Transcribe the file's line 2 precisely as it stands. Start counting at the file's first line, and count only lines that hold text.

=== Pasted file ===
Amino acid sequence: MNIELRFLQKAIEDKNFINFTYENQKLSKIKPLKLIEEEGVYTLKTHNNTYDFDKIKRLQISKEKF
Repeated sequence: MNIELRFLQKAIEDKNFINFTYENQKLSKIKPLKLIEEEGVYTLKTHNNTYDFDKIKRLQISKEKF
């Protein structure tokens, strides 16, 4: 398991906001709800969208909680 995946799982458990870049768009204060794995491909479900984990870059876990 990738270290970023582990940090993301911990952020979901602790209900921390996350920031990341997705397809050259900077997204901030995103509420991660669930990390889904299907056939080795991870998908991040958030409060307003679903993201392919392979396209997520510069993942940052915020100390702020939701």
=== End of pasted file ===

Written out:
Repeated sequence: MNIELRFLQKAIEDKNFINFTYENQKLSKIKPLKLIEEEGVYTLKTHNNTYDFDKIKRLQISKEKF